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China’s strict surveillance keeps citizens away from its crimes against humanity


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The evidence of Chinese forced assimilation of ethnic minorities in China’s Xinjiang Uyghur Autonomous Region is overwhelming, but the Chinese Communist Party with its sensors, working overtime, won’t let its own citizens see any of it.

A recent report by the United States, which revealed China’s human rights violation in the Xinjiang region, said that “allegations of patterns of torture, or ill-treatment, including forced medical treatment and adverse conditions of detention, are credible, as are allegations of individual incidents of sexual and gender-based violence.”

But China’s great Firewall is at full strength in separating its internet services from the rest of the world. As a result, Chinese citizens have seen virtually no mention of a damning new United Nations report into systematic human rights abuses, reported News.com.au.

China closely monitors social sites like WeChat and Weibo for any reference to the 46-page document addressing “serious human rights violations” in the western province of Xinjiang and occupied Tibet. All links to the original document are being removed.

But Beijing’s not withholding its anger from the rest of the world. Recently, in an official response to the UN, China said, UN wantonly smears and slanders China, and interferes in China’s internal affairs”.

It quickly issued its own 122-page document detailing the “extremism” threat of the Uyghur people and the “counter-terror” operations against them. And its ‘Wolf Warrior’ diplomats and commentators have been frantically attempting to demean and discredit every aspect of the report, reported News.com.au.

On Wednesday, US ambassador to China Nicholas Burns tweeted that even his attempts to share the UN document with Chinese citizens had been blocked.

“This deepens and reaffirms our grave concern regarding the ongoing genocide and crimes against humanity that PRC government authorities are perpetrating against Uyghurs, who are predominantly Muslim, and members of other ethnic and religious minority groups in Xinjiang,” Blinken said.

Immediately after the release, Wang Wenbin, a spokesperson with the Chinese Foreign Ministry, told a daily news briefing that the damning report was “orchestrated and produced by the US and some Western forces and is completely illegal, null and void.”

China Media Project director David Bandurski said, “Perhaps the most revealing fact to note today, 48 hours after the release of the Xinjiang report, is that there has been almost no reporting at all inside China.”

“If the external messaging of China’s leadership has been all about pique, its internal messaging has been about creating a vacuum,” he wrote.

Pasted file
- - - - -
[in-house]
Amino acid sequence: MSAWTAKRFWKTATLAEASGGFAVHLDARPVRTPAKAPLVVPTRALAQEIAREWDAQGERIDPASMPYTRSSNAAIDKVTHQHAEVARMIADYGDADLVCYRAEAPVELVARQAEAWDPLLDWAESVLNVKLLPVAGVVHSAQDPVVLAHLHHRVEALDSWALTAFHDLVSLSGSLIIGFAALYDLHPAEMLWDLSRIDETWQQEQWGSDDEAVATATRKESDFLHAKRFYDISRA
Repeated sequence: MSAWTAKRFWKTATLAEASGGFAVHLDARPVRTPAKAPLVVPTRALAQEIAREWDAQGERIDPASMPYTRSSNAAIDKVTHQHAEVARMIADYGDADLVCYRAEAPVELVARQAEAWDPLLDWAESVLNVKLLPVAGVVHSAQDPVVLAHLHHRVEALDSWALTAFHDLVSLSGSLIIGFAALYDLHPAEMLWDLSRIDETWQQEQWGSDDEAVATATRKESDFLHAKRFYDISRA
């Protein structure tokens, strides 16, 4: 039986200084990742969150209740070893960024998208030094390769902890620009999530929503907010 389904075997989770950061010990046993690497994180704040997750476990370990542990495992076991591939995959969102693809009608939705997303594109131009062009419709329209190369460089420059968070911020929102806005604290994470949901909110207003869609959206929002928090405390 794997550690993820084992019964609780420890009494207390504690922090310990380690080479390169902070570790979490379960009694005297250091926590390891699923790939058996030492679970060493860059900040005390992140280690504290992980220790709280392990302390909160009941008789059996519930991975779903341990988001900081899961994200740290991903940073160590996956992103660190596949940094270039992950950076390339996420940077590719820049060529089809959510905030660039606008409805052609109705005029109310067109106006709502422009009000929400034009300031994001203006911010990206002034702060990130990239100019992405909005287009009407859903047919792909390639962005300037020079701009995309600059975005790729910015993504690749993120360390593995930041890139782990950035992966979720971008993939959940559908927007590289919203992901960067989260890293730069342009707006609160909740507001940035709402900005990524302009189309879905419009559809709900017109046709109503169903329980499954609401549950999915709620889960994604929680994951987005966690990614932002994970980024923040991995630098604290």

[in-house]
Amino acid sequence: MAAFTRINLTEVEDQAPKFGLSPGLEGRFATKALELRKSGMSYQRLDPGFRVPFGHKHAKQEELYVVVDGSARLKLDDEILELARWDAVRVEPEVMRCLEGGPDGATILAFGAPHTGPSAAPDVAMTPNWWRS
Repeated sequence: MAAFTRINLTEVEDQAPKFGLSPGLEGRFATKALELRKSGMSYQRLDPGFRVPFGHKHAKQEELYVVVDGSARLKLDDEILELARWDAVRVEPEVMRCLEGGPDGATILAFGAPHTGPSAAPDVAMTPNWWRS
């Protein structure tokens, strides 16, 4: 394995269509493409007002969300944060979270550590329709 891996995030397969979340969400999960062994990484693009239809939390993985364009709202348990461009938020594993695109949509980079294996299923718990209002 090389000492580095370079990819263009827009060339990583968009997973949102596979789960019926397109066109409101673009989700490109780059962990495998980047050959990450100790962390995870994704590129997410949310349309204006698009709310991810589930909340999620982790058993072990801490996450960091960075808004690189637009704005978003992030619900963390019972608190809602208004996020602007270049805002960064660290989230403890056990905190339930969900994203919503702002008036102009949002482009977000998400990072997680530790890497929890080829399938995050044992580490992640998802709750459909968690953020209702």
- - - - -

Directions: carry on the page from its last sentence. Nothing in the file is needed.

The UN report itself finds spin to be inherent in Beijing’s operations. It states that the Chinese Communist Party “conflates what might otherwise be construed as matters of personal choice in relation to religious practice with ‘extremism’, and ‘extremism’ with the phenomenon of terrorism,” reported News.com.au.

This is then used to significantly broaden “the range of conduct that can be targeted under a counter-terrorism objective or pretext”.

Evidence of that conduct is detailed in the report.”It describes as “credible” allegations of torture, including rape and sexual violence, discrimination, mass detention, forced labour and widespread surveillance,” said University of New South Wales Professor of Law Justine Nolan.

“It is no longer possible for anyone – including the many companies that continue to source products from Xinjiang – to claim plausible deniability,” Justine Nolan added.

Former UN High Commissioner Michelle Bachelet released the report which said that Uyghurs in the Chinese province of Xinjiang and other predominantly Muslim groups were routinely placed in reeducation camps where they were subjected to torture, rape, forced labour, and abortion.

The report comes at an inconvenient time for Chairman Xi, as his party CCP is set to convene its 20th Party Congress next month in Beijing.

In the Party Congress that is held every 5 years, Chinese President Xi Jinping is likely to secure a third term in office as President while a new top leadership line-up will also be unveiled.

According to the experts, the Human Rights Council should urgently consider the creation of a Special Procedures mandate, or a panel of experts to closely monitor, analyse and report annually on the human rights situation in China.

“Profound concerns over systematic human rights violations and their widespread effect on individuals and minorities in China’s Xinjiang Uyghur Autonomous Region cannot, and should not, be ignored by the international community,” experts said. 

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